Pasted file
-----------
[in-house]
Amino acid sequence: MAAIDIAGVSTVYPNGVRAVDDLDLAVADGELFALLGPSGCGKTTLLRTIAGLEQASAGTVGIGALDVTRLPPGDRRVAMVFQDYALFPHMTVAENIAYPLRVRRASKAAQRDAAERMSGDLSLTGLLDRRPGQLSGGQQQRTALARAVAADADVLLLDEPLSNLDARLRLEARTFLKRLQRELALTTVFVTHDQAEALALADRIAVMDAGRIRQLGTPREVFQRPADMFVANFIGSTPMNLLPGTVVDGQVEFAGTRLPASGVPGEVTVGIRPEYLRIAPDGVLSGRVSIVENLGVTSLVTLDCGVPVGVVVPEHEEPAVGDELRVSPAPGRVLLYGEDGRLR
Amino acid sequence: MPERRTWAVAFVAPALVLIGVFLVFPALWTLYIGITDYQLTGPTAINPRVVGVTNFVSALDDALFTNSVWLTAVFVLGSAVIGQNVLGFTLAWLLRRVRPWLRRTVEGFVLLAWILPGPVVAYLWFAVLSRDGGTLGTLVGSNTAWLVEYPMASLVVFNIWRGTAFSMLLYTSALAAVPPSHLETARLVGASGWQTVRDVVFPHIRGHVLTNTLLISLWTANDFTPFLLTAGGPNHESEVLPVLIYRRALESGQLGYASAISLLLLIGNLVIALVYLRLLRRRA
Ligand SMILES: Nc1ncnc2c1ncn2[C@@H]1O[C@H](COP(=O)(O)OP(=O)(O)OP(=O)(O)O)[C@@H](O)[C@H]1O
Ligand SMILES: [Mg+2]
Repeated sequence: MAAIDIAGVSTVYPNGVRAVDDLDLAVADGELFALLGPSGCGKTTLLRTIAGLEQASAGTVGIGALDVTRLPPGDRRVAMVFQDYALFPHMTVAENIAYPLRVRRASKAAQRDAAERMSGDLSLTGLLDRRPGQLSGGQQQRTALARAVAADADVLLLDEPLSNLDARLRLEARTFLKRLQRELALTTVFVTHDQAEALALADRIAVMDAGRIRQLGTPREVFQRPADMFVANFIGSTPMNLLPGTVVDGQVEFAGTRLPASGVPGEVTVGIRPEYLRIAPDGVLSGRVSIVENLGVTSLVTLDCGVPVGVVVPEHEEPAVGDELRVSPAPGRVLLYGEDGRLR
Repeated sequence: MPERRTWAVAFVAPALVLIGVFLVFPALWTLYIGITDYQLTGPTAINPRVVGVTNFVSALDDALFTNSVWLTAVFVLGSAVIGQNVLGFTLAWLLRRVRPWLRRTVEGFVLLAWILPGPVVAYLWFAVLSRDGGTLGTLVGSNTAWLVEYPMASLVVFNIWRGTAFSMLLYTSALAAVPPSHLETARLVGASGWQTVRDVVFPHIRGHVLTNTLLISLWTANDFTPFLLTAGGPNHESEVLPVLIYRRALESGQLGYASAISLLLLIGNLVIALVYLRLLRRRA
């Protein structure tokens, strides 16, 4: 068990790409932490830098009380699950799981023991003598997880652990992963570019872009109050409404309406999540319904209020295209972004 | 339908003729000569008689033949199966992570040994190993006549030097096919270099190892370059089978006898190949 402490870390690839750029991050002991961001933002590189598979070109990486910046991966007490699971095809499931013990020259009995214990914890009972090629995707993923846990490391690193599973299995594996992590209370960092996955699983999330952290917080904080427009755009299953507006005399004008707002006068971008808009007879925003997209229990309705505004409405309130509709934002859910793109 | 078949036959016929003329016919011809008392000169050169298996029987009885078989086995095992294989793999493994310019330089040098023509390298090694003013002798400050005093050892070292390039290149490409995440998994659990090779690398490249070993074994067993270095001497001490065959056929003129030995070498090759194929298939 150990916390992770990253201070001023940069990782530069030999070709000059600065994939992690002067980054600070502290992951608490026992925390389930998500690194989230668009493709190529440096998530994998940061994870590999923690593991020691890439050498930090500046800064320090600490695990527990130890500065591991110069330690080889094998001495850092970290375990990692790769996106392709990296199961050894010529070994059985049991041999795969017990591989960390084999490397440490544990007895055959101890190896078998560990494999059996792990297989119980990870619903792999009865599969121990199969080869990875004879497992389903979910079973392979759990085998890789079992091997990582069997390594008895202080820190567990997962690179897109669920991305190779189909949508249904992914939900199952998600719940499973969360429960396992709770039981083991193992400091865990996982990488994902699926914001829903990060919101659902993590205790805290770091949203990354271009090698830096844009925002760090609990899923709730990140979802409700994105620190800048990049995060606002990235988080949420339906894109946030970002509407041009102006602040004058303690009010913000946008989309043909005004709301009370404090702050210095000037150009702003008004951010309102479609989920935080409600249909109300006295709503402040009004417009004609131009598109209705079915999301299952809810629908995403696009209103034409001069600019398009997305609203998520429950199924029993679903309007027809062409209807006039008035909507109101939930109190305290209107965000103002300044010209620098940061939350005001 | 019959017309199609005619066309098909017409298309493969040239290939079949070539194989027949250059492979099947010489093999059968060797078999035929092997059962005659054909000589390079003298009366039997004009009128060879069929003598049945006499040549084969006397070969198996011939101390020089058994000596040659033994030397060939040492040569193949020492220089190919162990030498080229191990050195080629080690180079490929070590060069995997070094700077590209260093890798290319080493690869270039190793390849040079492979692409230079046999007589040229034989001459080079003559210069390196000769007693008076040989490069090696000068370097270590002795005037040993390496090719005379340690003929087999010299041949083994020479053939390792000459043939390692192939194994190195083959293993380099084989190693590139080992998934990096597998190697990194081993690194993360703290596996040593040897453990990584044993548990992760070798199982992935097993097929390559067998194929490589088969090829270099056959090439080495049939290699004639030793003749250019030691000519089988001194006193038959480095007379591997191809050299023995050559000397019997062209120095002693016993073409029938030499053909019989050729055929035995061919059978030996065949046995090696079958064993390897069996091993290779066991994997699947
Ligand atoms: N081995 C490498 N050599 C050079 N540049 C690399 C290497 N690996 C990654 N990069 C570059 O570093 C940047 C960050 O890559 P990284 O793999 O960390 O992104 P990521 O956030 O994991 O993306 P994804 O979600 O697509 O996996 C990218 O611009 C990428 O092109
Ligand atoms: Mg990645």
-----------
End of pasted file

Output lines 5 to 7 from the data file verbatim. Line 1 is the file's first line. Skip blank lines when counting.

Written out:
Ligand SMILES: [Mg+2]
Repeated sequence: MAAIDIAGVSTVYPNGVRAVDDLDLAVADGELFALLGPSGCGKTTLLRTIAGLEQASAGTVGIGALDVTRLPPGDRRVAMVFQDYALFPHMTVAENIAYPLRVRRASKAAQRDAAERMSGDLSLTGLLDRRPGQLSGGQQQRTALARAVAADADVLLLDEPLSNLDARLRLEARTFLKRLQRELALTTVFVTHDQAEALALADRIAVMDAGRIRQLGTPREVFQRPADMFVANFIGSTPMNLLPGTVVDGQVEFAGTRLPASGVPGEVTVGIRPEYLRIAPDGVLSGRVSIVENLGVTSLVTLDCGVPVGVVVPEHEEPAVGDELRVSPAPGRVLLYGEDGRLR
Repeated sequence: MPERRTWAVAFVAPALVLIGVFLVFPALWTLYIGITDYQLTGPTAINPRVVGVTNFVSALDDALFTNSVWLTAVFVLGSAVIGQNVLGFTLAWLLRRVRPWLRRTVEGFVLLAWILPGPVVAYLWFAVLSRDGGTLGTLVGSNTAWLVEYPMASLVVFNIWRGTAFSMLLYTSALAAVPPSHLETARLVGASGWQTVRDVVFPHIRGHVLTNTLLISLWTANDFTPFLLTAGGPNHESEVLPVLIYRRALESGQLGYASAISLLLLIGNLVIALVYLRLLRRRA